Tuesday, August 21, 2012

Surrounded by volcanoes!


By Ben Prickel
Second-year MBA


After an intense first week in Guatemala, Veena and I spent the weekend seeing some of the most beautiful sites in Guatemala.  FUNDAP arranged transportation for us on both Saturday and Sunday.
Veena and I at Lake Atitlan
On Saturday, we woke up early to begin our journey to Lago Atitlan.  I had heard that the lake was one of the most beautiful in the world, but I was not prepared for what I witnessed.  The lake sits in a valley of forest-covered mountains and volcanoes and is bordered by towns that are home to different peoples of the Mayan culture.  Our guide for the day spoke three different indigenous dialects along with Spanish and some English.  After snapping a ton of photos of the lake from a distance, we visited a women’s association in San Juan that hand-wove traditional Guatemalan clothing with colors that come from natural sources like local fruits and flowers.  Afterwards, we took a tour of the lake on a boat and stopped at several destinations on all sides of the lake.  There are many beautiful hotels that are situated on nearly vertical mountain walls.  We visited San Marcos, a small community where people come from all over the world visited to obtain peace through the practice of many different meditation methods.  We ate lunch at a great local restaurant in San Pedro before concluding our tour in the beautiful central park of the charming little town.
Fuentes Georginas
On Sunday, we woke up even earlier to get to the Fuentes Georginas that are situated very high in the mountains and are heated by the volcano Zunil.  The journey was nearly as wonderful as the springs themselves.  The mountains of Guatemala are unlike any others that I have seen.   The hot springs have been changed into a communal bathing area where one can find a mix of the local people and tourists from all over the world.  The water has been separated into three areas in order to segregate the heat for visitors.  I didn’t last very long in the highest pool.  After visiting the springs we visited a park on a mountain-side with an amazing view of Quetzaltenango before returning to the city for lunch. 
The trips to the lake and the hot springs were wonderful, but now we must turn our focus back to the work that we began last week.  This week we will transform the information that we have collected into business ideas.  FUNDAP has agreed to arrange visits to a few additional locations to further our learning at our request.  Our return trip will come quickly and we want to make sure that we accomplish all that needs to be done while we are here in Guatemala.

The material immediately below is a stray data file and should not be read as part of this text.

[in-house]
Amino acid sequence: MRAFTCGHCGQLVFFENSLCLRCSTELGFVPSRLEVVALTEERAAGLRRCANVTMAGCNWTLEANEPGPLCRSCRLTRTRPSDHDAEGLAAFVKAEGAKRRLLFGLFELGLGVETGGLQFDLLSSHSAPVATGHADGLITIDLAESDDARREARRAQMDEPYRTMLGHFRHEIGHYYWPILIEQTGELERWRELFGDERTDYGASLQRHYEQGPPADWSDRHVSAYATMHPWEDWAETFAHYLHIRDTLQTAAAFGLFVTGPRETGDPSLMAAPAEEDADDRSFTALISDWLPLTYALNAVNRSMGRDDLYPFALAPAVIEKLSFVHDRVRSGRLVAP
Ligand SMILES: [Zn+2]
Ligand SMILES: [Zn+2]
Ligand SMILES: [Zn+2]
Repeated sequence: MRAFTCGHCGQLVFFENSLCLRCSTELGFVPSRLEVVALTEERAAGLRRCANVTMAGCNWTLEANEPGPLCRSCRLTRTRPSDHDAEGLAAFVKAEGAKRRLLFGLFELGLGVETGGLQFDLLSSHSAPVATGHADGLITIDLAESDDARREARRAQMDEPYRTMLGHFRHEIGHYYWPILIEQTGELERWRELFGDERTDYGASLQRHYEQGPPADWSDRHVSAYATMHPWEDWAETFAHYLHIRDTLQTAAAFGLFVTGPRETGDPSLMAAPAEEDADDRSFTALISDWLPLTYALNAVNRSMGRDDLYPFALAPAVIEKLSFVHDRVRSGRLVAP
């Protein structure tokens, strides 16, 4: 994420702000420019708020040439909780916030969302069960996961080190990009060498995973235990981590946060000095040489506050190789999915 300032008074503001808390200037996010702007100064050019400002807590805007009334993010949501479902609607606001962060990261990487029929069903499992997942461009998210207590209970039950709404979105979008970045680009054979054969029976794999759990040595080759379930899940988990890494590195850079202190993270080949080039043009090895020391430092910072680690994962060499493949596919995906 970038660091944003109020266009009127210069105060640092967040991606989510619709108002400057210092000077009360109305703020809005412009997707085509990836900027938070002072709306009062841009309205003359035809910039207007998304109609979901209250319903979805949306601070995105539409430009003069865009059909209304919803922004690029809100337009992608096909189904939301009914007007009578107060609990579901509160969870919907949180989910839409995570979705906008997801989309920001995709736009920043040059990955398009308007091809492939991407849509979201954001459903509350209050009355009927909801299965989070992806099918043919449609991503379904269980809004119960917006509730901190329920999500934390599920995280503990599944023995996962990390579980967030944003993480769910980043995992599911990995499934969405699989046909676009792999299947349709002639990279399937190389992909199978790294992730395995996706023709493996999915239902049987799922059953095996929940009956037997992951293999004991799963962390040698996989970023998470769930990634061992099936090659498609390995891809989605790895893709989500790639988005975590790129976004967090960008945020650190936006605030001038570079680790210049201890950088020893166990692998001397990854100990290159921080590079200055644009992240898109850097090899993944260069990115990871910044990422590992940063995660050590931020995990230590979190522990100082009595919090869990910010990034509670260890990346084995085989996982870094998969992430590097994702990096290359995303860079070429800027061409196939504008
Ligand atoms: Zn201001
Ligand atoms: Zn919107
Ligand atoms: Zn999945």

Safe Water in Africa


By Saad Handoo
Second-year MBA student

Photo credits: Rohan Attravanam

Akwaaba! I just arrived in Ghana after a flight on Delta that included poor food, no in-flight entertainment, but a free upgrade to Economy Plus. Despite the subpar flight experience, it’s so great to touch foot in Africa for the first time in my life. Myself and a team of three other Kelley MBA 2nd years are participating in a novel program unveiled by MBA Office called Global Team Deployments. It’s here where seasoned business professionals test their experience by deploying on an international project with little to no information about the client or the task until in-country.

Our client is Coca-Cola in Equatorial Africa and our task is to collect stories from people in Ghana that have been beneficiaries of their ‘Safe Water in Africa’ initiative. Coke has embarked on a corporate social responsibility project to build community reputation and empower societies they operate in by funding water purification centers in rural villages. To date, they have completed 23 of these centers in Ghana through a partnership with Water Health International. Coke supplies the money and Water Health builds the purification plants. Our goal is to record what’s happening on the ground by talking to numerous stakeholders and using the information to write a business case on the Coke-Water Health partnership.